Can you own a colour, a name, or a sound?
Those questions have been highlighted again in the UK, where there has been another outbreak of litigation about “Cadbury Purple”.
Australian trademark law, like that in many other countries, allows individuals and enterprises to gain legal protection for a distinctive “sign” that differentiates their products from those of their competitors.
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The products might be goods — shoes, cheese, biscuits, cars or children’s toys, for example — or they might be services, such as banking and accounting.
With the ongoing shift to outsourcing, many corporations have few tangible assets. Their market valuation is a reflection of the reputation that is embodied in their trademarks. The protection is justified as an encouragement of investment and an aid for decisions by consumers, whose purchasing is assumed to be influenced by trust in particular brands.
Australian consumers swim in a sea of trademarks. Most people are familiar with trademarked corporate/brand names, such as Microsoft and IBM, or the names of some universities. We are familiar with trademarked logos, such as the Telstra ‘T’ and the Commonwealth Bank logo that one student rather cruelly describes as Vegemite on a Sao biscuit. (Vegemite and Sao are, of course, trademarks.)
Some people are aware that distinctive shapes in packaging are protected, such as the unique, cuddlesome Coke “contour” bottle. Sounds can be protected. Examples are Tarzan’s yodel (the rather strangled noise made by the loincloth-clad hero as he hurtles through the trees in films made by a particular studio), the drumroll-with-searchlights at the beginning of a 20th Century-Fox film, or the roar of the MGM lion that differentiates that studio’s wares from those of Fox, Canal+ and Universal. Harley-Davidson, contrary to rumour, does not have protection over the sound of its “hogs”.
Colours can be used to differentiate products. Think of the distinctive Tiffany blue used in packaging upmarket bling. In Australia, marketers have shown increasing interest in gaining trade mark protection for the use of particular colours. That use has to be on a commercial basis (the law refers to “in the course of trade”) and is restricted to a particular class of goods and services. A colour trademark thus doesn’t give the user of the mark the right to “own” the colour and, for example, stop you from painting your wall a particular shade of blue or force you to pay a licence fee if you wear a jumper that your granny knitted in the wrong colour.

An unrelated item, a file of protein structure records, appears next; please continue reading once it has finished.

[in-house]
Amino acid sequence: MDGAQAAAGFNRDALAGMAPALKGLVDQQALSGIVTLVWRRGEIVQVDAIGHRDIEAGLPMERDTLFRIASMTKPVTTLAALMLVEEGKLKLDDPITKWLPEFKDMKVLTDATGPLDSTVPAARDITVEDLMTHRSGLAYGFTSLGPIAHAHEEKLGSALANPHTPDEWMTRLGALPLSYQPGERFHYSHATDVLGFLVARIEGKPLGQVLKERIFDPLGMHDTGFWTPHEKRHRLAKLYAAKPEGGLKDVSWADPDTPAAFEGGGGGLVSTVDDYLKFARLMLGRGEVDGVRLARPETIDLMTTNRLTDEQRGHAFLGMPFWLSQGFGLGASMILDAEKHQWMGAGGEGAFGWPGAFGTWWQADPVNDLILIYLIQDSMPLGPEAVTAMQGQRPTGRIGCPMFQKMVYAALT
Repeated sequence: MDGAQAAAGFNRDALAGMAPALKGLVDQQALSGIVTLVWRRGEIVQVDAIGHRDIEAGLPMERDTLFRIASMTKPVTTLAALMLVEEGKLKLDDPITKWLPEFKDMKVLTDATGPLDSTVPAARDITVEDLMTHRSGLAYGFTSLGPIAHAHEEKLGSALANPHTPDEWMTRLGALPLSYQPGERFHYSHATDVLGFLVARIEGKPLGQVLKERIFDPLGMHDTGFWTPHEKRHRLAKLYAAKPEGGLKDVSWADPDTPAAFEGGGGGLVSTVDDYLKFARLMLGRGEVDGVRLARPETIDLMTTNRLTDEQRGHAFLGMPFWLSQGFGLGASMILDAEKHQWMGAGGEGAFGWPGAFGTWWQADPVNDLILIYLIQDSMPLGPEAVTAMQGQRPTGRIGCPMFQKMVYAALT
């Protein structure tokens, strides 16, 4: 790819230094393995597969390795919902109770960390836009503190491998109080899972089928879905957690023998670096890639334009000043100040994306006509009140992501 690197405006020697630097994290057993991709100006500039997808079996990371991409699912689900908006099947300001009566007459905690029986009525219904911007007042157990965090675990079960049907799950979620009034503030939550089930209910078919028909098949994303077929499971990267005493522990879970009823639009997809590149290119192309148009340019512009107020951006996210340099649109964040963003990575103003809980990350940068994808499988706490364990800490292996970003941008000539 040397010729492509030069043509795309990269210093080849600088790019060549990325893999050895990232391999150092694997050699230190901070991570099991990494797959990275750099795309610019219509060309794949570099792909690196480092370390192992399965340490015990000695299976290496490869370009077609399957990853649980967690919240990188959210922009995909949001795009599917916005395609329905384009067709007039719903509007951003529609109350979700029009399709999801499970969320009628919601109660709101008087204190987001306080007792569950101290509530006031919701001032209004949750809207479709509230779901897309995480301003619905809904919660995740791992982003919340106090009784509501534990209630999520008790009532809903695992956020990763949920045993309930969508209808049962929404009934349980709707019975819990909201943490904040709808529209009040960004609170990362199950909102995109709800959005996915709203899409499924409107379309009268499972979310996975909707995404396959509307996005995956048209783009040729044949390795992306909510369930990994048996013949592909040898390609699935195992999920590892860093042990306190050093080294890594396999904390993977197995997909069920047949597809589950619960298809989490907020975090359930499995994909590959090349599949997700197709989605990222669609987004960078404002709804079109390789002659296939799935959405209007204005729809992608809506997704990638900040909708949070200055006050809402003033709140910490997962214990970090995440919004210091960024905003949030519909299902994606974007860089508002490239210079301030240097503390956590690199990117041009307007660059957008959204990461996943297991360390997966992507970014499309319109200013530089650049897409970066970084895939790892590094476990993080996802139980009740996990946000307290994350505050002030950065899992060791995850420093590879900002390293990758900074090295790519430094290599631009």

Protection is more restricted. It relates to a specific shade of colour (typically identified on the Pantone scale) and to a specific group of products. The same shade – or one that is very similar – might thus be used by different companies to identify tractors and fast food, classes of products that few people would confuse. Each of those companies might get discrete trade mark protection for its use of the colour to identify its products.
That’s confused the mass media and some marketers, who have fretted that particular corporations will own the colour blue or purple — all shades, all uses. In Australia, we’ve seen chocolate and pet food giant Mars get trademark protection for a shade of purple toidentify cat food. Discerning kittens (or their doting owners) differentiate the Mars product from that of the competitors on the basis of the colour.
There was a public spat between Darrell Lea and Cadbury Schweppes over use of a similar purple for chocolates, with courts holding that consumers were unlike to confuse cat food and chocolates but might confuse the products of the two chocolate companies. In the US last month, an appeals court reminded shoe manufacturers that they couldn’t get trademark protection for all shades of the colour red. A particular shoe company thus cannot “own” all uses of red for shoes, clothing, flags or traffic lights. Christian Louboutin, provider of footwear that law students die for, could however prevent Yves Saint Laurent from marketing shoes that have a red lacquered sole. The red sole functions as Louboutin’s sign, like the yellow stitching in Doc Martens kicker boots.
This month saw more Cadbury Purple litigation. Birss J in the UK High Court ruled that Cadbury could indeed get trademark protection for a particular shade of purple (Pantone 2685C) to identify its chocolate bars and similar chocolate products. The decision does not give Cadbury ownership of all uses of purple or of the specific shade of purple.
It does, however, allow Cadbury to prevent competitor Nestle from using that shade, or a confusingly similar shade, for the packaging of Nestle’s corresponding chocolate products. In essence, the Court recognised that people buying chocolate at the corner shop or supermarket typically don’t conduct a forensic examination: they are guided by the colour. Nestle wanted to piggyback on the goodwill and the brand recognition established by Cadbury over 100 years. The court said no.
Bruce Arnold is a lecturer in Law at University of Canberra.
This article first appeared at The Conversation.